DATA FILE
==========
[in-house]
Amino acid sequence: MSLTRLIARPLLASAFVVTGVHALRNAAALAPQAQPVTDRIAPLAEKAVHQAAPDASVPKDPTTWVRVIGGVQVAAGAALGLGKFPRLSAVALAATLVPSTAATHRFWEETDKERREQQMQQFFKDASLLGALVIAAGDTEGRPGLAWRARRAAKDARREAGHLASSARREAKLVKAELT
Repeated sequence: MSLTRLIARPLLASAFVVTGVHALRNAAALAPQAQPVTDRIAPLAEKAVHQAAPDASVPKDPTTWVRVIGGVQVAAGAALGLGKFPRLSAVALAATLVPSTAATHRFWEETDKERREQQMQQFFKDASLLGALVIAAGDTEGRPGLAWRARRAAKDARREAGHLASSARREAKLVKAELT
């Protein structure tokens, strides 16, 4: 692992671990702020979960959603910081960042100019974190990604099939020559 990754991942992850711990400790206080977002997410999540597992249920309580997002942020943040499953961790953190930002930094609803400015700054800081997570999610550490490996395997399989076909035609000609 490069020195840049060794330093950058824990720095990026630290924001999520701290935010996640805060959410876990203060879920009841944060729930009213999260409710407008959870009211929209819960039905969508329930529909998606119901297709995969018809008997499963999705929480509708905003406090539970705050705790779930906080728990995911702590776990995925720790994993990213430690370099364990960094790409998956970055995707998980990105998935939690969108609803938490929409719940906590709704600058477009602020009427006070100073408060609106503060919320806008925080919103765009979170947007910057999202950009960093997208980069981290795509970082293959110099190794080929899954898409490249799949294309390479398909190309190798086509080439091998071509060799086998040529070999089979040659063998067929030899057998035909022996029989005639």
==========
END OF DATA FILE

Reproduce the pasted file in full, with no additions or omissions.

[in-house]
Amino acid sequence: MSLTRLIARPLLASAFVVTGVHALRNAAALAPQAQPVTDRIAPLAEKAVHQAAPDASVPKDPTTWVRVIGGVQVAAGAALGLGKFPRLSAVALAATLVPSTAATHRFWEETDKERREQQMQQFFKDASLLGALVIAAGDTEGRPGLAWRARRAAKDARREAGHLASSARREAKLVKAELT
Repeated sequence: MSLTRLIARPLLASAFVVTGVHALRNAAALAPQAQPVTDRIAPLAEKAVHQAAPDASVPKDPTTWVRVIGGVQVAAGAALGLGKFPRLSAVALAATLVPSTAATHRFWEETDKERREQQMQQFFKDASLLGALVIAAGDTEGRPGLAWRARRAAKDARREAGHLASSARREAKLVKAELT
């Protein structure tokens, strides 16, 4: 692992671990702020979960959603910081960042100019974190990604099939020559 990754991942992850711990400790206080977002997410999540597992249920309580997002942020943040499953961790953190930002930094609803400015700054800081997570999610550490490996395997399989076909035609000609 490069020195840049060794330093950058824990720095990026630290924001999520701290935010996640805060959410876990203060879920009841944060729930009213999260409710407008959870009211929209819960039905969508329930529909998606119901297709995969018809008997499963999705929480509708905003406090539970705050705790779930906080728990995911702590776990995925720790994993990213430690370099364990960094790409998956970055995707998980990105998935939690969108609803938490929409719940906590709704600058477009602020009427006070100073408060609106503060919320806008925080919103765009979170947007910057999202950009960093997208980069981290795509970082293959110099190794080929899954898409490249799949294309390479398909190309190798086509080439091998071509060799086998040529070999089979040659063998067929030899057998035909022996029989005639």